Unit of Inquiry
We have been thinking about the ways we are connected to people in our lives.
How can we categorise these people. Friends, family, people who help us?
We played a game where we all started off the rug. We had to think about "me" and what we like. If I named something that the children liked they stepped on the rug. We then looked around to see who we were connected to that shared the same interests. We now know who likes to ride a bike and who doesn't. Who likes peas and who likes blocks and who likes to draw.
We have been BLOCK BUILDING!
We have been working on collaboration techniques through our block building, and team work as well as looking in detail at the people in our own lives.
Parent questions for home:
How does your family connects with others?
Maybe by making a FaceTime call to a cousin or writing a letter to a friend or neighbour?
What is in your neighbourhood? Do you connect with those around you
Phonics and Shared Reading:
Our word this week: I, Can, See
Our poem this week: Sing a Rainbow
This week we are continuing to think about all of the different stories we have to tell. We made a list, stories from home, from ASA, from school, from our playdates, from places we go to. We are learning that even if something is hard to sketch, we don’t give up we try our best. Also, this week we are working on a really important concept…. That our stories have parts: a beginning, middle and end. We can tell our stories across our fingers to a partner. This helps us plan all the parts we need to sketch so a reader can read our stories! Our room has felt full with joy this week as the children just come alive when they realise all the stories that they have. Stories are not just in books in the library… they are in US and we are Kindergarteners who have stories to tell! WOW!
This week we noticed that just like how there are all kinds of trees and all kinds of buildings there are different ways to READ! We now know how to read books privately (think, notice, wonder, about the pictures). We learned how to read with a partner. One way is to see saw read (take turns and listen). During our private reading we save up things we notice so when we read with our partner we can share our WOW pages.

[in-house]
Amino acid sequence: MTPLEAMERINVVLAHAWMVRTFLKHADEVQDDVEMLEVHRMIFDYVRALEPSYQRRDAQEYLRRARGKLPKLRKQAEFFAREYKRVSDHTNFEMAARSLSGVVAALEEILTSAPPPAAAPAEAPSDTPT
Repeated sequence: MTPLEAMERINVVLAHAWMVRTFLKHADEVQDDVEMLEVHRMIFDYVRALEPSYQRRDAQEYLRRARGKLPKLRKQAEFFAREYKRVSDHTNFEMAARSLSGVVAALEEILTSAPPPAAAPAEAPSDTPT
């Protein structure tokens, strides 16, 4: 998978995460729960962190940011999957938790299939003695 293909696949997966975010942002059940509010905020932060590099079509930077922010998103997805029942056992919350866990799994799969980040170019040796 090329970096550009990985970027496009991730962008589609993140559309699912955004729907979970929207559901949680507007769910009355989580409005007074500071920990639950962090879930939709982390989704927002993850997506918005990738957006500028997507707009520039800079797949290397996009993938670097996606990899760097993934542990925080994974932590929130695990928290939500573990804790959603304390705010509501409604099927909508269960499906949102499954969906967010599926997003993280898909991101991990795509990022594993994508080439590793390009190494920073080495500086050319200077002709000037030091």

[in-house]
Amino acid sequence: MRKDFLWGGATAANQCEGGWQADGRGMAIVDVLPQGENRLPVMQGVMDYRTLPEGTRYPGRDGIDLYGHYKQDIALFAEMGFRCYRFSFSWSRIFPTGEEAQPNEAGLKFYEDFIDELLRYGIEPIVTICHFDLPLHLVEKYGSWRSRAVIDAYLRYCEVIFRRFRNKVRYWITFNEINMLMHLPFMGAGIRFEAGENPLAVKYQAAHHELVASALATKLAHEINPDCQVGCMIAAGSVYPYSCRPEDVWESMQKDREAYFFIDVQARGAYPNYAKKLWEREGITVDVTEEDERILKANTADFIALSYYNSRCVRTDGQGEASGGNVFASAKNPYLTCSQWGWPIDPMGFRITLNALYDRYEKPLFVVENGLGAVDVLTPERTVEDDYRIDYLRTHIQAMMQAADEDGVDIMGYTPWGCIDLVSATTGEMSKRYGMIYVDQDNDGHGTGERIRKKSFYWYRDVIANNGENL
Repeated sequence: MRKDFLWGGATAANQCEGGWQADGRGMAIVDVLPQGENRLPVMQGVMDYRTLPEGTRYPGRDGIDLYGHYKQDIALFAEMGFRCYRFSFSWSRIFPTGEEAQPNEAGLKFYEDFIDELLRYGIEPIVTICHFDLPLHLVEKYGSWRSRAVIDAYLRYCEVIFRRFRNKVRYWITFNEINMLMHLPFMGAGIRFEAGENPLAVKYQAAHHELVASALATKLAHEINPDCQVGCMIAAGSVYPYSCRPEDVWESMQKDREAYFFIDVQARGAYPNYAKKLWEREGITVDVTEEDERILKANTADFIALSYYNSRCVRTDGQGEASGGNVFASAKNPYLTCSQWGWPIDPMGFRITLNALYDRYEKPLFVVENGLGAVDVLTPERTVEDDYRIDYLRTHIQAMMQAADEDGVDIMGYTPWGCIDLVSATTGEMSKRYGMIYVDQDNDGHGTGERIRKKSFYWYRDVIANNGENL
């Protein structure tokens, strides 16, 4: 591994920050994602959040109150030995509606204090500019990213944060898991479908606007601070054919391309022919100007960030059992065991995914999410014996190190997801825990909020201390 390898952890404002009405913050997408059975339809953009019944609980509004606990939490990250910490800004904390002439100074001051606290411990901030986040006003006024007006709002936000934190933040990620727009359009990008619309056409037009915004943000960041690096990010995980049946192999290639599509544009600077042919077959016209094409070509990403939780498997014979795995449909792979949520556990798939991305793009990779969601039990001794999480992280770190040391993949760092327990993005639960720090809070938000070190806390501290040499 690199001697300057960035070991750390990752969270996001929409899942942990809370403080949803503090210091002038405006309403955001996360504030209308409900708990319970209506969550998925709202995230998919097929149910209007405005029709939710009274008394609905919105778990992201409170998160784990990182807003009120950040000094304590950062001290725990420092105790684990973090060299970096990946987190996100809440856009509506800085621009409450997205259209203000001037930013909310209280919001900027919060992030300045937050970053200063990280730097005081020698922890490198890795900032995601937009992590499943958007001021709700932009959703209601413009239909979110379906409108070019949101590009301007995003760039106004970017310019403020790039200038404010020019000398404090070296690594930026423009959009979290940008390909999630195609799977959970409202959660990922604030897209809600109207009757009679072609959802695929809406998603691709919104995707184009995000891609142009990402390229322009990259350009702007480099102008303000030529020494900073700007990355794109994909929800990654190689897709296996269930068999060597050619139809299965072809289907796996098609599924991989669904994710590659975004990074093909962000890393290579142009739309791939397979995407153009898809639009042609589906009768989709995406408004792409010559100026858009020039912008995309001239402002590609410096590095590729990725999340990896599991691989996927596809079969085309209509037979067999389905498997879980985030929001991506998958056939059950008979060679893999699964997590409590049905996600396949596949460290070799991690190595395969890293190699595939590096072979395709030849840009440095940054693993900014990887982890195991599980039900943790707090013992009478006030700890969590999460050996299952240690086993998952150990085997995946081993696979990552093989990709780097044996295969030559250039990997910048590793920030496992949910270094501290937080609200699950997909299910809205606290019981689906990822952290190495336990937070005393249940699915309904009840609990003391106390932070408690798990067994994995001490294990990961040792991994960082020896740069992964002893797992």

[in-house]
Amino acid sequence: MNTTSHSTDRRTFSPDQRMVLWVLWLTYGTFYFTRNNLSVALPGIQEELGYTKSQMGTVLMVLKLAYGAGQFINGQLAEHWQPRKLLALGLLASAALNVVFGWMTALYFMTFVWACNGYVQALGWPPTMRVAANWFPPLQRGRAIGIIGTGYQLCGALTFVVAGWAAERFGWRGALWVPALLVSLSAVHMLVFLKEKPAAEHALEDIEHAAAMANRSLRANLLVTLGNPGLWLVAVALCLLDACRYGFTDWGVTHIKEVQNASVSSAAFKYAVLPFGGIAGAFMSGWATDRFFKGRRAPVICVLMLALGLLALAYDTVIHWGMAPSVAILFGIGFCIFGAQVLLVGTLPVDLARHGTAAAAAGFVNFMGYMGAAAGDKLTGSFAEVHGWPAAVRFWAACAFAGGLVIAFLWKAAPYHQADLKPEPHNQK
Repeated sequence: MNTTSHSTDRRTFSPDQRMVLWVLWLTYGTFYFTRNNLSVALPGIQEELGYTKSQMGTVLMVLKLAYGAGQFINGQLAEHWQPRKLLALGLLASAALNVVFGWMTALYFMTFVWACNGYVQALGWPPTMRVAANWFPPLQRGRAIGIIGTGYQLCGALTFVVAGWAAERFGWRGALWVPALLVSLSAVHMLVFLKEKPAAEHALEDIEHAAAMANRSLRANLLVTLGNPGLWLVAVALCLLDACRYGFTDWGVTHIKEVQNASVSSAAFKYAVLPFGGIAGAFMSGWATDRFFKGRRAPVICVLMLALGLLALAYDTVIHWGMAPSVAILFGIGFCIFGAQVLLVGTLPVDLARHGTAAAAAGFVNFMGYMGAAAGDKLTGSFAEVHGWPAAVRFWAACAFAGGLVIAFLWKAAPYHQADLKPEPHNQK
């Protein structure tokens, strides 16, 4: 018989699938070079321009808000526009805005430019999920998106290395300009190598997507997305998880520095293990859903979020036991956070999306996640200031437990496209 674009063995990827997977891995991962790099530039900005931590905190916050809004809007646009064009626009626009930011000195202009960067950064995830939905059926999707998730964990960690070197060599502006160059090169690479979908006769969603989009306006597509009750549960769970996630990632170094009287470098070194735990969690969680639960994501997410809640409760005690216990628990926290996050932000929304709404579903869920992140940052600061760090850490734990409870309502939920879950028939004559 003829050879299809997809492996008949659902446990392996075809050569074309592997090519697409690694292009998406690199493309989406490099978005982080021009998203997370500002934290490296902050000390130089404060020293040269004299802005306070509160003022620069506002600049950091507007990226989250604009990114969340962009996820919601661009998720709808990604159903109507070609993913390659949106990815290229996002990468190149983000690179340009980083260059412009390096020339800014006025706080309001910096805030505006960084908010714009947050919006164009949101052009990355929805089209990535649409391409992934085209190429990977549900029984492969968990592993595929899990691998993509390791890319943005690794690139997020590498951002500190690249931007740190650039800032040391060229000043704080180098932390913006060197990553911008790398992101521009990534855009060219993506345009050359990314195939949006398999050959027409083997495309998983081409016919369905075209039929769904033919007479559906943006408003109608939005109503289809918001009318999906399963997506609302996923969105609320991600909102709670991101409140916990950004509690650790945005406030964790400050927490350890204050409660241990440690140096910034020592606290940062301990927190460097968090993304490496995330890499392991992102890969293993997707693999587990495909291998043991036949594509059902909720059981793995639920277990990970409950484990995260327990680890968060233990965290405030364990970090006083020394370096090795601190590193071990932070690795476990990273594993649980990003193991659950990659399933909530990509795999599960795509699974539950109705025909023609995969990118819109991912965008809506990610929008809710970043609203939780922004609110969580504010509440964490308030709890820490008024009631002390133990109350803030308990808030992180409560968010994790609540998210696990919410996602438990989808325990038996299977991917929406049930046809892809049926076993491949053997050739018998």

It's all about the Rekenrek!
The rekenrek, or arithmetic rack, was designed by Adrian Treffers, a mathematics curriculum researcher at the Freudenthal Institute in Holland, to support the natural development of number sense in children. Smaller versions consist of two rows of 10 beads. Larger versions with ten rows of ten beads are also available.
Each row is made of five red beads and five white beads. This allows students to make mental images of numbers. Using 5 and 10 as anchors for counting, adding and subtracting is obviously more efficient than one-by-one counting. This tool provides learners with the visual models they need to discover number relationships and develop a variety of addition and subtraction strategies, including doubles plus or minus one, making tens, and compensation, thereby leading to automaticity of basic facts.
We continue to practise our subitising skills:
That's the ability to instantly recognise the number of objects in a small set or arrangement without counting.
It's being able to instantly know the number of dots on a die.
Or a domino…
Or the number of cookies on a plate.
It is a conceptual skill that telly is a prerequisite to counting and later to problem solving.
If you're interested in the research behind this concept, here's an excellent article by Douglas H. Clements: